Intellitics is a digital engagement consultancy. Our mission is to enable people, communities and organizations involved in community engagement and public participation to achieve stronger overall outcomes through the strategic use and the integration of modern information and communications technologies.

Our approach can best be described as objectives-driven, context-aware and tool-agnostic. Generally speaking, we’re less concerned
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How to make lasting change happen in places - 4 challenges for those committed to empowering communities

From youngfoundation.org

Our Director of Places and Communities, Nat Defriend sets out four key challenges for everyone who is committed to challenging inequality and empowering communities. The challenges are framed through the lens of our founder, Michael Young’s central concept of how change happens in places, and the three key roles we have identified in the construction... → Read More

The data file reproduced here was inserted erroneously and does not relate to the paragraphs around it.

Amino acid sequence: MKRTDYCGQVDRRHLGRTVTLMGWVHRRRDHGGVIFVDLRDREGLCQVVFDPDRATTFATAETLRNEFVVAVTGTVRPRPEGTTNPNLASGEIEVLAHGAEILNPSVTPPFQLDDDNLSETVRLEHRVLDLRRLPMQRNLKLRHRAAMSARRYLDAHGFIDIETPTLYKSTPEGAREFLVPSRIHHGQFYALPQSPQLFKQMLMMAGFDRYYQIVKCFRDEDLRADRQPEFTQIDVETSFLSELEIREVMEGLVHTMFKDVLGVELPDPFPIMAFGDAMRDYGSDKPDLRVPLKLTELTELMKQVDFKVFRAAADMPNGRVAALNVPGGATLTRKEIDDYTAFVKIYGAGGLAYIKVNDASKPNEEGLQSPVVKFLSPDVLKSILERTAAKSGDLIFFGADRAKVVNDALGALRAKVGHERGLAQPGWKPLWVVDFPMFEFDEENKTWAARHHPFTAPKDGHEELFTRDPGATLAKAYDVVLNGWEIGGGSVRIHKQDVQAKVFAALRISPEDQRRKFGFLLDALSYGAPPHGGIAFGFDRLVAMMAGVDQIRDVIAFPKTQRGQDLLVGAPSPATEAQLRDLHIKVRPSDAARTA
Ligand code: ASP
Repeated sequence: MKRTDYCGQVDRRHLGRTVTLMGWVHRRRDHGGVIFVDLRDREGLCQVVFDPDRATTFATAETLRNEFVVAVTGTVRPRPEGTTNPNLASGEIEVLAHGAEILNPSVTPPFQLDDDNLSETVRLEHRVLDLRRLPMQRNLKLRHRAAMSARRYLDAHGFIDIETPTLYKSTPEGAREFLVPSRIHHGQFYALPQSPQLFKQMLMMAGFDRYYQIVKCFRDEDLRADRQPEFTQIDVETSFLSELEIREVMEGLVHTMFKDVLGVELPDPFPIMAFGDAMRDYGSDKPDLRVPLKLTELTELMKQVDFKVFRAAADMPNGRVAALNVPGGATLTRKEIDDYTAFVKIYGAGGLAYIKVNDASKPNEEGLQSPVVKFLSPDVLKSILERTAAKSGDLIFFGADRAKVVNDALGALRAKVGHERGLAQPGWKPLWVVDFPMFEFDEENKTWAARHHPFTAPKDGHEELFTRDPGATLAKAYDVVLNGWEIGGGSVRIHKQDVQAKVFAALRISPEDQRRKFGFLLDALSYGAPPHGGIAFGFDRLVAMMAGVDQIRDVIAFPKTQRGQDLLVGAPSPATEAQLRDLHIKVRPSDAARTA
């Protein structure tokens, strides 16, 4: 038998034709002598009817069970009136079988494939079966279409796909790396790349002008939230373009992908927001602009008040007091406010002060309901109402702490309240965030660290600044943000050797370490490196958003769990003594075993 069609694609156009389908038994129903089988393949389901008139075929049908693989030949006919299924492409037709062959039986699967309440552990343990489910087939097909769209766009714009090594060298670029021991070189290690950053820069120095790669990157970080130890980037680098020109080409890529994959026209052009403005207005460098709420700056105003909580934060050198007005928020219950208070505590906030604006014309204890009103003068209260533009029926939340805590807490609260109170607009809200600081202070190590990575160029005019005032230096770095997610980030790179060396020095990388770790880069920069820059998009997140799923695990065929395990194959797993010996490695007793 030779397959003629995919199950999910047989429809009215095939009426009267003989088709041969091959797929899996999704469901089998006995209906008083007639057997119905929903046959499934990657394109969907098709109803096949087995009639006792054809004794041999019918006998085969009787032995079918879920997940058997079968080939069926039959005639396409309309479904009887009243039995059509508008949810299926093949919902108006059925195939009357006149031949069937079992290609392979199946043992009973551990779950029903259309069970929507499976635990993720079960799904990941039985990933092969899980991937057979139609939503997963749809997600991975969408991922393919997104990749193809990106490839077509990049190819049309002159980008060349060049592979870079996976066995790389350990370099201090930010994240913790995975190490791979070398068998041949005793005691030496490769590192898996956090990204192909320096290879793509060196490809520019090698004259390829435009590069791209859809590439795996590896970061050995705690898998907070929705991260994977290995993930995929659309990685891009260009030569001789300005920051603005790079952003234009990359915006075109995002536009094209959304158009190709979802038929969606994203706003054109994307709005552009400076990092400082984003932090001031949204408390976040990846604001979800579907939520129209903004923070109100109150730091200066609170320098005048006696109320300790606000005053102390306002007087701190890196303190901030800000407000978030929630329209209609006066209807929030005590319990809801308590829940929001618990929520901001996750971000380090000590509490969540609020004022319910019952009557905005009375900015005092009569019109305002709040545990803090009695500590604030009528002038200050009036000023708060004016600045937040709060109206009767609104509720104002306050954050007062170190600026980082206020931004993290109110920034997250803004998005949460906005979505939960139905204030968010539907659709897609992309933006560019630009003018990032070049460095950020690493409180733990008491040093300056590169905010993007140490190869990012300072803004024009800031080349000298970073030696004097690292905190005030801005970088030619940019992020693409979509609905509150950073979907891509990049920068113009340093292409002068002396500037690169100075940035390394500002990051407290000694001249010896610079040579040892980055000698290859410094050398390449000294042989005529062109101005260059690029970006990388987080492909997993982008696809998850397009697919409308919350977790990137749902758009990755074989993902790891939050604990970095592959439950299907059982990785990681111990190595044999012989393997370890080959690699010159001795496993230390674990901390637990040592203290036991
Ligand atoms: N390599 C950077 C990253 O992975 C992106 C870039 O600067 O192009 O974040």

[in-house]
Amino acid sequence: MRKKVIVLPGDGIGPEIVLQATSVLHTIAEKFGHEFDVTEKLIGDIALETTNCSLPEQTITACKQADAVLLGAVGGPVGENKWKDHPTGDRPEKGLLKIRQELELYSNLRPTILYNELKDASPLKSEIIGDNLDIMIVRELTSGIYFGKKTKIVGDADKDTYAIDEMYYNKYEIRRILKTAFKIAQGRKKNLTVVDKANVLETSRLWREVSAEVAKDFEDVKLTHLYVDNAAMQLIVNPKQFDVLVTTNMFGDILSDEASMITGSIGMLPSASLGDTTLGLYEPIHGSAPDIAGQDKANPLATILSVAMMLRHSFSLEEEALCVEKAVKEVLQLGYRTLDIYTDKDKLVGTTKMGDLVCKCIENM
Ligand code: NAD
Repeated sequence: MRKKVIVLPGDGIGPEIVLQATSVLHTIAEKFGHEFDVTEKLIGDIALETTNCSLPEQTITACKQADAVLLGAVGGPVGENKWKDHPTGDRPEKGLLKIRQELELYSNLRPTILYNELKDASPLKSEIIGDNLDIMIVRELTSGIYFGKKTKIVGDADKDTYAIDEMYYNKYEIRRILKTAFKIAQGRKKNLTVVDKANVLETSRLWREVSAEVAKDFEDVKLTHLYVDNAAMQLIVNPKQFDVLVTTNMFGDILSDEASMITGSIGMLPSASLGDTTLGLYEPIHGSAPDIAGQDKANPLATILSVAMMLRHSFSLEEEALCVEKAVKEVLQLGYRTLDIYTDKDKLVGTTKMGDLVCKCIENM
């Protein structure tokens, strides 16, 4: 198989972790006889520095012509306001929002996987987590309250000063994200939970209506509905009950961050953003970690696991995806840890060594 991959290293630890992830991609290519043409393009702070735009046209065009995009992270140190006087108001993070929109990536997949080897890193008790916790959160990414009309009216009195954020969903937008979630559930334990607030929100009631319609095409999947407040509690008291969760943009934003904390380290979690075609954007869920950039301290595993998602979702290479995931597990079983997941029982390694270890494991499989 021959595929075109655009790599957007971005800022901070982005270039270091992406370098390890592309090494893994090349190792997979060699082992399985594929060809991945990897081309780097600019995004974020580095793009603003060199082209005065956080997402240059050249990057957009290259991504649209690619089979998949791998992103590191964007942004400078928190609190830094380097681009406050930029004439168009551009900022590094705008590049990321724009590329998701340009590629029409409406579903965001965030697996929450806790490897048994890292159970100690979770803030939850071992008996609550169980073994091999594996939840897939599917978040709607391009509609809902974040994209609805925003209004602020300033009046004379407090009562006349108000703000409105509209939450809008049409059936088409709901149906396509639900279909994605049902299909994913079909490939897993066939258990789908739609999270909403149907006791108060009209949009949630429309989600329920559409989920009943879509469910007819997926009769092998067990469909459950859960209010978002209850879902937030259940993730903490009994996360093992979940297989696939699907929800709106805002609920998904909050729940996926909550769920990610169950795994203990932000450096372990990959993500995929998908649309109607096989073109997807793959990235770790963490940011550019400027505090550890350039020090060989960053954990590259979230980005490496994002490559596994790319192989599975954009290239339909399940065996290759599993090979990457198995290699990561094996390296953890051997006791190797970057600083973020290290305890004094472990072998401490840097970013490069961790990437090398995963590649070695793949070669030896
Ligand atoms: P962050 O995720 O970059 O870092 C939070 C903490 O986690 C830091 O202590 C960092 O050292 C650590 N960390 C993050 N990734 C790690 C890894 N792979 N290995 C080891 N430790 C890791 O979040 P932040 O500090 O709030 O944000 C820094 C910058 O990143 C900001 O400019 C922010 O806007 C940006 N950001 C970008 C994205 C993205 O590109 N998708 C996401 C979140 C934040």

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What’s the Greatest Risk American Cities Face?

From www.politico.com

We asked mayors, urbanists and other thinkers for their diagnoses, and most took the long view—looking beyond Donald Trump.
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Public Interest Technology Welcomes First Fellows Class

From www.newamerica.org

Fellows will work to influence demand for technology expertise among public interest organizations.
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Five Ways to Promote Civic Health Through Community Design

From citiesspeak.org

Groundbreaking research shows how the design and maintenance of public spaces can directly impact our civic health. This is a guest post by Suzanne Nienaber. Last week, the Center for Active Design (CfAD) published original research from the Assembly Civic Engagement Survey (ACES), a groundbreaking study to examine specific community design features that influence civic…